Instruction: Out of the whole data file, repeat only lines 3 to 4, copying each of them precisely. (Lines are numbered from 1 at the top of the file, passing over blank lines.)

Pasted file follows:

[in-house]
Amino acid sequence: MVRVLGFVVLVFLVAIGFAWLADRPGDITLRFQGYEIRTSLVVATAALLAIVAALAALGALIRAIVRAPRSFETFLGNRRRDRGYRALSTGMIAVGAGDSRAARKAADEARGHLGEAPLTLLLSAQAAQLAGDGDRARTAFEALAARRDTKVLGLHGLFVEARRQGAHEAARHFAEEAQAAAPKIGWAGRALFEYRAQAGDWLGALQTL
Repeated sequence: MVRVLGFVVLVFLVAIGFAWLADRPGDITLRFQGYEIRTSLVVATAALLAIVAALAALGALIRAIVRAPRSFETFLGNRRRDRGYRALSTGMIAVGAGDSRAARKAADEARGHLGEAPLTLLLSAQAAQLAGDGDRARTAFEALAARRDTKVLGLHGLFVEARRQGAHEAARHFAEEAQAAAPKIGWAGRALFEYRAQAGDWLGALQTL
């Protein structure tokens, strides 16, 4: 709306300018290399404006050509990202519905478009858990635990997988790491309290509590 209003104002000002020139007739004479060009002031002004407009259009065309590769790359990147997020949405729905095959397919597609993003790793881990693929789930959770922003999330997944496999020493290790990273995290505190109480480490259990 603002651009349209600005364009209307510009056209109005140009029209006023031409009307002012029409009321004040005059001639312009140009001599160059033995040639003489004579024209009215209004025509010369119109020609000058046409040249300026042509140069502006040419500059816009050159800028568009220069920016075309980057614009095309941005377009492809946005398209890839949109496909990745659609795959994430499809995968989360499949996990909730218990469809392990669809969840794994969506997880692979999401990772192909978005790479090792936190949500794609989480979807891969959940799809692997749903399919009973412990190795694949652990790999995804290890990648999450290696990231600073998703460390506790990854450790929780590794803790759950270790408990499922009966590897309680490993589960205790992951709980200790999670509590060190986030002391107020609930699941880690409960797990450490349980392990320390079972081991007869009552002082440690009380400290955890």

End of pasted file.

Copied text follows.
Repeated sequence: MVRVLGFVVLVFLVAIGFAWLADRPGDITLRFQGYEIRTSLVVATAALLAIVAALAALGALIRAIVRAPRSFETFLGNRRRDRGYRALSTGMIAVGAGDSRAARKAADEARGHLGEAPLTLLLSAQAAQLAGDGDRARTAFEALAARRDTKVLGLHGLFVEARRQGAHEAARHFAEEAQAAAPKIGWAGRALFEYRAQAGDWLGALQTL
């Protein structure tokens, strides 16, 4: 709306300018290399404006050509990202519905478009858990635990997988790491309290509590 209003104002000002020139007739004479060009002031002004407009259009065309590769790359990147997020949405729905095959397919597609993003790793881990693929789930959770922003999330997944496999020493290790990273995290505190109480480490259990 603002651009349209600005364009209307510009056209109005140009029209006023031409009307002012029409009321004040005059001639312009140009001599160059033995040639003489004579024209009215209004025509010369119109020609000058046409040249300026042509140069502006040419500059816009050159800028568009220069920016075309980057614009095309941005377009492809946005398209890839949109496909990745659609795959994430499809995968989360499949996990909730218990469809392990669809969840794994969506997880692979999401990772192909978005790479090792936190949500794609989480979807891969959940799809692997749903399919009973412990190795694949652990790999995804290890990648999450290696990231600073998703460390506790990854450790929780590794803790759950270790408990499922009966590897309680490993589960205790992951709980200790999670509590060190986030002391107020609930699941880690409960797990450490349980392990320390079972081991007869009552002082440690009380400290955890």